Last week, Chipotle Mexican Grill Inc. (CMG) announced its co-founder, Steve Ells, will be relinquishing his position as CEO, as the beleaguered fast-casual chain began a process to search for a new chief executive.
However, the move raises questions about whether Chipotle might instead put itself on the auction block in the hopes of escaping the volatility of the public markets - it has been a rocky ride for the chain in the public markets over the past few months, capped by third-quarter earnings in October that missed Wall Street estimates by nearly $1.
Specifically, on Nov. 29, Chipotle said Ells would step down but remain as executive chairman at the firm. Governance experts argue that it may be hard for Chipotle to find a CEO, in part, because whoever is chosen will have to deal with Ells, who observers insist will still be effectively in charge despite relinquishing the chief executive role.
Also, Chipotle has four directors on its board who were brought in by activist fund manager Bill Ackman, including Ali Namvar, a member of the insurgent investor's investing team. Ackman said he fully supports Ells decision. Nevertheless, activist-pressured companies often sell themselves when they are pushed to improve results and have no full-time CEO. Consider activist Mick McGuire's success at installing three dissident directors onto the board of Buffalo Wild Wings (BWLD) earlier this year in a move that also drove the wing and beer chain's CEO, Sally Smith, to announce her resignation. But instead of finding a new CEO, BWLD agreed to sell itself to Arby's Restaurant Group owner Roark Capital for $2.9 billion.
John Gordon, a restaurant analyst at Pacific Management Consulting Group, argues that it will be difficult for a new CEO to come in and have full control with Ells overseeing the board. As a result, he contends, it was possible that Chipotle may seek to sell itself at the same time as it seeks out a permanent CEO, especially given all the volatility in the company's shares in recent months. Chipotle has experienced problems with its new Queso sauce and a string of bad news in recent months, including rodent sightings at one location and sick customers at another.
"The publicly-traded world is driving brands like Chipotle crazy," Gordon said. "Strategically it makes sense for Chipotle to recover outside of the public eye. And there is no doubt that the worldwide bandwidth for money and underwriting exists for a consortium of PE firms to acquire Chipotle. There is a lot of cheap money at reasonable interest rates available to buy restaurant chains."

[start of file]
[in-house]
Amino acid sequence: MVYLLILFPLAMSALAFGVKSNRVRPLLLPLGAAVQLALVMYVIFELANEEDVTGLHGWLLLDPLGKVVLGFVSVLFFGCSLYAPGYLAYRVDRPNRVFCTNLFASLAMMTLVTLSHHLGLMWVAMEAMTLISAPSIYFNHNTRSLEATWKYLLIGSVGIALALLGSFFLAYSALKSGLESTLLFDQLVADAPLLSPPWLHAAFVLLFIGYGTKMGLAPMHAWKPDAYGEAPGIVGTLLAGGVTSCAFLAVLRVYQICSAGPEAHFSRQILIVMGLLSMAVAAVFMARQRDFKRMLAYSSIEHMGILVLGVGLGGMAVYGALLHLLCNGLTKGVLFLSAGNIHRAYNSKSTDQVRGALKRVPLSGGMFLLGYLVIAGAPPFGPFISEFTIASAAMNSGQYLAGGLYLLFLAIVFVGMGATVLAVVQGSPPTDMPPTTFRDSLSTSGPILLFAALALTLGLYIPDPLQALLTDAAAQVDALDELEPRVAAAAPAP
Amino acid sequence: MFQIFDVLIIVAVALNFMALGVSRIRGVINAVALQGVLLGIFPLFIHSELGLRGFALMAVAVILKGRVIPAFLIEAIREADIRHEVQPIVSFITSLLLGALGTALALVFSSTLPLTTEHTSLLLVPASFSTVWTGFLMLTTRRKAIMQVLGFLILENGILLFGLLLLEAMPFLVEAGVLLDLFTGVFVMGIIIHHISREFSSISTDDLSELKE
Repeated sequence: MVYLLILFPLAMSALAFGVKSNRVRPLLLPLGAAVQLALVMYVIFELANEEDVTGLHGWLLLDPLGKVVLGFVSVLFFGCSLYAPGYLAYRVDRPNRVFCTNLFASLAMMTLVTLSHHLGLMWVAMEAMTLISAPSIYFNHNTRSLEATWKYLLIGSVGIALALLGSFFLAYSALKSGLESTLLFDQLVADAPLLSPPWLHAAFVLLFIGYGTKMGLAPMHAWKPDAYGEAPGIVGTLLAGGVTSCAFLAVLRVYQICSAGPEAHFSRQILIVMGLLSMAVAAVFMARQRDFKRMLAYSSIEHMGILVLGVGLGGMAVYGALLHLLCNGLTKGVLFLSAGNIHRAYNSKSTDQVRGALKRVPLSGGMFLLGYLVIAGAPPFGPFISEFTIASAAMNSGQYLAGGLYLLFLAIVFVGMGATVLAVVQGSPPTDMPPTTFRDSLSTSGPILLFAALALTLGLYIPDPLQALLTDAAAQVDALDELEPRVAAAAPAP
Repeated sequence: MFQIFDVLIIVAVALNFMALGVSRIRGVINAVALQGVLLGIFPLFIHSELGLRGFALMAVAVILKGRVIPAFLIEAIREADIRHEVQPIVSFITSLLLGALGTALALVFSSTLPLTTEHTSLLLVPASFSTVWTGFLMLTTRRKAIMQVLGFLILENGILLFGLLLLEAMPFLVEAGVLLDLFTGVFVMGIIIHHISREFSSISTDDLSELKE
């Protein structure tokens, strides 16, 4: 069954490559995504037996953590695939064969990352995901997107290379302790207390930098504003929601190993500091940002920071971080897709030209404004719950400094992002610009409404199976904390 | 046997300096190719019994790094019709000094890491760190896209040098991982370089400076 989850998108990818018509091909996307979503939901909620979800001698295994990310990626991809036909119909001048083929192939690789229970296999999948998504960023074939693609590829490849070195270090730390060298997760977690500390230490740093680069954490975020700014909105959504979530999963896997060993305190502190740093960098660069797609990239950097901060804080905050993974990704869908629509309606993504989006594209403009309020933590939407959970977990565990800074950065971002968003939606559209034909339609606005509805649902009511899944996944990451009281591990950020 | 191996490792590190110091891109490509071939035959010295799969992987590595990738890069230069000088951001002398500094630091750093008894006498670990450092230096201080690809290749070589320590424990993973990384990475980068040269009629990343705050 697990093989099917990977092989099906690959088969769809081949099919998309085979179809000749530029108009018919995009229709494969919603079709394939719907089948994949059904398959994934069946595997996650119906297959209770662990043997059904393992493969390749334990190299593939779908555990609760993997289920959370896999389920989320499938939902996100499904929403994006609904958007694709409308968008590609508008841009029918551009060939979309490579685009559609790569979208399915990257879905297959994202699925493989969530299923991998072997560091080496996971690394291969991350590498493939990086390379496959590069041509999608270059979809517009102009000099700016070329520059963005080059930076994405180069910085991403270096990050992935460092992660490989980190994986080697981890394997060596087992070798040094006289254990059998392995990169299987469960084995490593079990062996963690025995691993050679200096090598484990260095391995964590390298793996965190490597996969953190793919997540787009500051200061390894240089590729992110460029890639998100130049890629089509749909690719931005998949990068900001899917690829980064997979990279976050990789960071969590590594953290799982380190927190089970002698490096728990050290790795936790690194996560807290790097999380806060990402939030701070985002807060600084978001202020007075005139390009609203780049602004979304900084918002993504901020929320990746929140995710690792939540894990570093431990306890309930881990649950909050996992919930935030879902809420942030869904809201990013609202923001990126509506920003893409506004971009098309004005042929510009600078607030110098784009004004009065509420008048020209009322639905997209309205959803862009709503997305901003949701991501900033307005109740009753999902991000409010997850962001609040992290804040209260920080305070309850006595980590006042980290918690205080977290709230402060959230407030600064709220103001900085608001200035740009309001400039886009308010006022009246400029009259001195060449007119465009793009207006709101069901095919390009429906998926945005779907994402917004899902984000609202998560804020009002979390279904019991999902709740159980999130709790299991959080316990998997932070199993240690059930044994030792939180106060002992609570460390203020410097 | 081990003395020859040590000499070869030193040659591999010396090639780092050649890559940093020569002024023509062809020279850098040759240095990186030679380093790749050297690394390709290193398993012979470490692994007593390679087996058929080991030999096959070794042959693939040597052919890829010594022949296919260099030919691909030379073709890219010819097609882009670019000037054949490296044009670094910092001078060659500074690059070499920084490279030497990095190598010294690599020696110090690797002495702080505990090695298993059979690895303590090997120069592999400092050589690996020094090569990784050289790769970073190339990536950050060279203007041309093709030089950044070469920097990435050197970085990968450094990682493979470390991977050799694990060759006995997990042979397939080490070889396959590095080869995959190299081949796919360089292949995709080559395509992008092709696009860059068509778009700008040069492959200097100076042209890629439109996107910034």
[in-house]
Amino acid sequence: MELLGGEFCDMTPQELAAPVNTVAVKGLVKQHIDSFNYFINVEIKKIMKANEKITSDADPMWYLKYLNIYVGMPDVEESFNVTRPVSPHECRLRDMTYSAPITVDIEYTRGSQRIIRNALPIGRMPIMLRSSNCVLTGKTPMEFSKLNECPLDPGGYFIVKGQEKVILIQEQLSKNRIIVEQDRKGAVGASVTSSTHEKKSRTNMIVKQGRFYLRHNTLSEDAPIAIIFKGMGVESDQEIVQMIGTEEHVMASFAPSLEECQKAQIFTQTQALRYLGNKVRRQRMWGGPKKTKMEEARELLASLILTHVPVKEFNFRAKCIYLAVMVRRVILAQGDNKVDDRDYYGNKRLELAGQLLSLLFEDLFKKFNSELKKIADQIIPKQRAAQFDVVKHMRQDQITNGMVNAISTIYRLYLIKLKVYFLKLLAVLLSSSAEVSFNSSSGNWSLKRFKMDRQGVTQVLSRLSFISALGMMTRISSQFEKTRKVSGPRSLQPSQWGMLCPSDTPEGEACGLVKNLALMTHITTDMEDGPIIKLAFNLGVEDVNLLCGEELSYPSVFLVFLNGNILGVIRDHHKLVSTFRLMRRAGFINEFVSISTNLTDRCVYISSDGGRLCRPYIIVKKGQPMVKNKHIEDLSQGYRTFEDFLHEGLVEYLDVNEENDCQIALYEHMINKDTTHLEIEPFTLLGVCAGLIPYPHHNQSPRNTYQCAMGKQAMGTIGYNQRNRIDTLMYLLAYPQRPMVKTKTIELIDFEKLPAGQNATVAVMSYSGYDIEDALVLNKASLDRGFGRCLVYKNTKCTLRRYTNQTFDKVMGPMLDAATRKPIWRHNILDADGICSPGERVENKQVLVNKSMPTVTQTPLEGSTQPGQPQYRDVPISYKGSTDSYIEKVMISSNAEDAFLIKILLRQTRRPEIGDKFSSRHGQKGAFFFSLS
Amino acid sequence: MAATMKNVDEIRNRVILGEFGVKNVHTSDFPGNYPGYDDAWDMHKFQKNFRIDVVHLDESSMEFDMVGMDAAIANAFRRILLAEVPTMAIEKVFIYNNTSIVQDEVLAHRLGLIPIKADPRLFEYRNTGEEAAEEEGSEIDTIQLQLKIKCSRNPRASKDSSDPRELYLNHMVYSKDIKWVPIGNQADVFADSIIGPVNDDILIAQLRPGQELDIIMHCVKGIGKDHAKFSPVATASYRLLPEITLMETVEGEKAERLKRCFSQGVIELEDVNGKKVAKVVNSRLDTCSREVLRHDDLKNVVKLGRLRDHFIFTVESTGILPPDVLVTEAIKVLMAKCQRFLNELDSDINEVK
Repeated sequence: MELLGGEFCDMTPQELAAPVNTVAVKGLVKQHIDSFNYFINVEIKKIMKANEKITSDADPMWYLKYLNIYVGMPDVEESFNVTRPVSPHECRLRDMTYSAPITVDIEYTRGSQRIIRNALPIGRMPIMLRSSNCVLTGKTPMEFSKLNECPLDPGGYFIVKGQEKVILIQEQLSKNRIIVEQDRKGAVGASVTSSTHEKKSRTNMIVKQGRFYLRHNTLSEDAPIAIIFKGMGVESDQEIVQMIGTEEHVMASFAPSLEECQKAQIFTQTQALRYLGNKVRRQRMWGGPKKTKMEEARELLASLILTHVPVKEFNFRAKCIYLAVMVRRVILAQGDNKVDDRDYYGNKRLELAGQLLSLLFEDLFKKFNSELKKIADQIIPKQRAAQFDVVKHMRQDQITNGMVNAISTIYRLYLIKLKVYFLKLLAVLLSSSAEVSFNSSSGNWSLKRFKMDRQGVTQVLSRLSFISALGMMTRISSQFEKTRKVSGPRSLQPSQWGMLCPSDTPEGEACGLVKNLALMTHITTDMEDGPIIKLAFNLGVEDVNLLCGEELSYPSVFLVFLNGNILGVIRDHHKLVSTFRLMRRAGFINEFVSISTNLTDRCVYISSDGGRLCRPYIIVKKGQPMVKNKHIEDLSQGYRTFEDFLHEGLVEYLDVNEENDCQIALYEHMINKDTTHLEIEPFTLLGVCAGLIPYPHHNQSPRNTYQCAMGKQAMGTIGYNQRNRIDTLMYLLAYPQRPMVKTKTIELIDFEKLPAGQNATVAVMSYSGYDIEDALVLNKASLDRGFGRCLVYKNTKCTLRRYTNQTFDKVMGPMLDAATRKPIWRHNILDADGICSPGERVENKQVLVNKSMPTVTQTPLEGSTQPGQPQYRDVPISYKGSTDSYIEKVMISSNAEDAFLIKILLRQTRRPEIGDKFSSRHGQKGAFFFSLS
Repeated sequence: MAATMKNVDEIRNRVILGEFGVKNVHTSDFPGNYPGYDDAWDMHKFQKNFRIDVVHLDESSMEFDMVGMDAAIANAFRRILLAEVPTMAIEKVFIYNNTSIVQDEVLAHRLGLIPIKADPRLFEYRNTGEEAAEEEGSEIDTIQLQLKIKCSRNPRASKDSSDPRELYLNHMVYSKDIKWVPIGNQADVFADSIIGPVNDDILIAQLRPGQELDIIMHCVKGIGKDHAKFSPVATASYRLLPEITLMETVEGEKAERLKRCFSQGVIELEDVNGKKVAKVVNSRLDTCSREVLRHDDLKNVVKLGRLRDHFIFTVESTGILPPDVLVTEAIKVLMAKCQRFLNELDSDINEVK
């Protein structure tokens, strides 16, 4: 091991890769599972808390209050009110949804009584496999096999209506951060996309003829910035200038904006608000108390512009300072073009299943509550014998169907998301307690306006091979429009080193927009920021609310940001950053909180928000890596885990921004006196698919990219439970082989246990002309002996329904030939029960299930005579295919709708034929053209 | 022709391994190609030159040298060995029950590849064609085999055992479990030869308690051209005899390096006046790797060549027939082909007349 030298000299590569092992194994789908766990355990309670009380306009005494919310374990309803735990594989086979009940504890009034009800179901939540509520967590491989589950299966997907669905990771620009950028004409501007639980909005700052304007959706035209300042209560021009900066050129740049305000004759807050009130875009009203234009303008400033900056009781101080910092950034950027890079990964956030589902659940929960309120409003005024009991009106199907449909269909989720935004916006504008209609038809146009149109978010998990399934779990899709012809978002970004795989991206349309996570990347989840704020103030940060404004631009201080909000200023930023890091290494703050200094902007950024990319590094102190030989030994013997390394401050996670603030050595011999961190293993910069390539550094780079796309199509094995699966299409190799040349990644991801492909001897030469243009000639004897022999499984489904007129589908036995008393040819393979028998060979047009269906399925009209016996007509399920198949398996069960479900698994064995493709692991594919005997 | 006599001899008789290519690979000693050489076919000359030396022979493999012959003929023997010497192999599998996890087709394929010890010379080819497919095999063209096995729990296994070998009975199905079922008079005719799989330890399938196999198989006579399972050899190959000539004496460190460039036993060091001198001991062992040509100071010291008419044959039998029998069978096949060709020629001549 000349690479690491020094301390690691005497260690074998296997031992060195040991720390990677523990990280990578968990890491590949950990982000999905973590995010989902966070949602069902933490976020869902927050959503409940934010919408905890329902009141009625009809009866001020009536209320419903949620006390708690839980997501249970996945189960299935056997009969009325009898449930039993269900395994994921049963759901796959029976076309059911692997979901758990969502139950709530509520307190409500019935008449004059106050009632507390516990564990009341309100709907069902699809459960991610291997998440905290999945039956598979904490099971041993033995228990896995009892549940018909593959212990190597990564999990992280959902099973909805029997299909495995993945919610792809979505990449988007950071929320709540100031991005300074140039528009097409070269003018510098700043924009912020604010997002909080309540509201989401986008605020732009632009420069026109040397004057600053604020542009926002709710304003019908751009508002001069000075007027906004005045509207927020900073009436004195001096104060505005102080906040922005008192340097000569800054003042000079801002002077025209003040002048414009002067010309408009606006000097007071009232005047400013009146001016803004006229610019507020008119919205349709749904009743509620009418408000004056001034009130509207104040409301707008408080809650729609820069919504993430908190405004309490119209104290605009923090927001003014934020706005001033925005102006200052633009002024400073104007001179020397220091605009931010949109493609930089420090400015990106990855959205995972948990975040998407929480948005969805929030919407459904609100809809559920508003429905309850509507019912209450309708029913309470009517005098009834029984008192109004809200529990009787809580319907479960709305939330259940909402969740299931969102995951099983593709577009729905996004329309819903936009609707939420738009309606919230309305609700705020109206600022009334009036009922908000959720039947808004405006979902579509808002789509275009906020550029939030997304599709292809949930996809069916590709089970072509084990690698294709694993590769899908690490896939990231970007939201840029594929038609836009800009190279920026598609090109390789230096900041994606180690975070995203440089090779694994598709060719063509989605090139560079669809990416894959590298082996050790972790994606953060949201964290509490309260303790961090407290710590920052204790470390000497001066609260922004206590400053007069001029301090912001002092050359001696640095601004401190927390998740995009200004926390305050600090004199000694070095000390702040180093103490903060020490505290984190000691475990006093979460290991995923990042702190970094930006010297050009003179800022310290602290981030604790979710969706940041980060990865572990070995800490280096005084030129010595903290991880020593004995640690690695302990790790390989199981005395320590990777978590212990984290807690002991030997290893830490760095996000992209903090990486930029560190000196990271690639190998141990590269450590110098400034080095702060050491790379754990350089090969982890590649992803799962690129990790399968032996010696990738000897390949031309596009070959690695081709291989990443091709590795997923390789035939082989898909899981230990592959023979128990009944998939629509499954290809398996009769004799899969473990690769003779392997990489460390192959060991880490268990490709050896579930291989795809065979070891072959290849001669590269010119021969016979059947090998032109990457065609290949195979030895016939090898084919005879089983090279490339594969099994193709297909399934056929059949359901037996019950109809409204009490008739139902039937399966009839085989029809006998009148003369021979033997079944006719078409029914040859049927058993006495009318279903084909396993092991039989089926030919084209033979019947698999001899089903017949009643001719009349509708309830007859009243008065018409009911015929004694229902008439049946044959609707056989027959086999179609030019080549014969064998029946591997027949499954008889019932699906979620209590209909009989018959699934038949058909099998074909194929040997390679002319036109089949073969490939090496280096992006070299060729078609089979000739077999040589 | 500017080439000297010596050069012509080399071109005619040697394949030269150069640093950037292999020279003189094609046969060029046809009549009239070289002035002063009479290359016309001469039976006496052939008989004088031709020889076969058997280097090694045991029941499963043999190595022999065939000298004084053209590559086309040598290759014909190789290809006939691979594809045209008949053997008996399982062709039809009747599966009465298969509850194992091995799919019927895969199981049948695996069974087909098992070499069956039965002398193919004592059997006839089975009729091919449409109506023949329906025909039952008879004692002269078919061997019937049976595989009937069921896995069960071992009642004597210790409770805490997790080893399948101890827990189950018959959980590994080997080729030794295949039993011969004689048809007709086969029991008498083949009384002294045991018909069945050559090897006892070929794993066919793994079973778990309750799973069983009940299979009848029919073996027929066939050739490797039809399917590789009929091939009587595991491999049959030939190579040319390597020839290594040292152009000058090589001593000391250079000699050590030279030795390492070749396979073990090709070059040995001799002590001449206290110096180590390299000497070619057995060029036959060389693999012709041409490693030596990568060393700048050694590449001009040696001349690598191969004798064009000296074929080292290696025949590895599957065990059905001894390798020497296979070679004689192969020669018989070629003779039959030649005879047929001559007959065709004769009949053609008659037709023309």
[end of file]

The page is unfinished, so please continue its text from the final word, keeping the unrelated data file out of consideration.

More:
A buyer or group of buyers would need to pay roughly $400 a share to buy Chipotle, considering a 30% premium, putting a price tag of roughly $11.3 billion on Chipotle, which also would assume current liabilities and deferred rent, Gordon estimates.
Nevertheless, he argued that it was more likely that a consortium of buyout shops would be interested rather than a publicly-traded restaurant chain, partly because of a large amount of capital available for take-private deals.
Roark Capital, the PE shop that acquired Buffalo Wild Wings, is seeking to raise $2 billion to buy additional restaurant chains, according to an Axios report. However, Roark Capital wouldn't be able to acquire Chipotle on its own, Gordon notes. However, he added that the fund could find partners to help with an acquisition.
According to Axios, Roark would like to make further acquisitions with the goal of taking its entire restaurant platform public. However, Gordon said didn't believe the markets would recognize the underlying value of such a wide variety of different kinds of restaurant and coffee brands. "One combined restaurant entity offering is not going to work because Roark already has a grab bag of brands," Gordon said. "Investors get confused when there are too many restaurant chains in one company."
Gordon suggested that Roark could seek to break up its restaurant chains into categories, such as fast-casual or quick-service chains, and take those public separately.
When it comes to a Chipotle acquisition, strategic operating rivals may also have a difficult time. Gordon said he did not believe McDonald's Corp., (MCD) which spun off Chipotle in 2006, would ever be interested in rebuying the company. "The McDonalds demographic is more blue collar at the same time Chipotle is still very expensive and would require taking on a lot of debt," he said.
One additional caveat is Pershing Square's Chipotle investment. The Deal has learned that Ackman's fund has a cost basis of about $404 or $405 a share on its Chipotle investment, well below its current $315.56 a share trading price. Ackman may see more value in the chain and could oppose an acquisition. Alternatively, he may be willing to take the cash and liquidate his position in the hopes that it could be allocated to a more favorable investment elsewhere.
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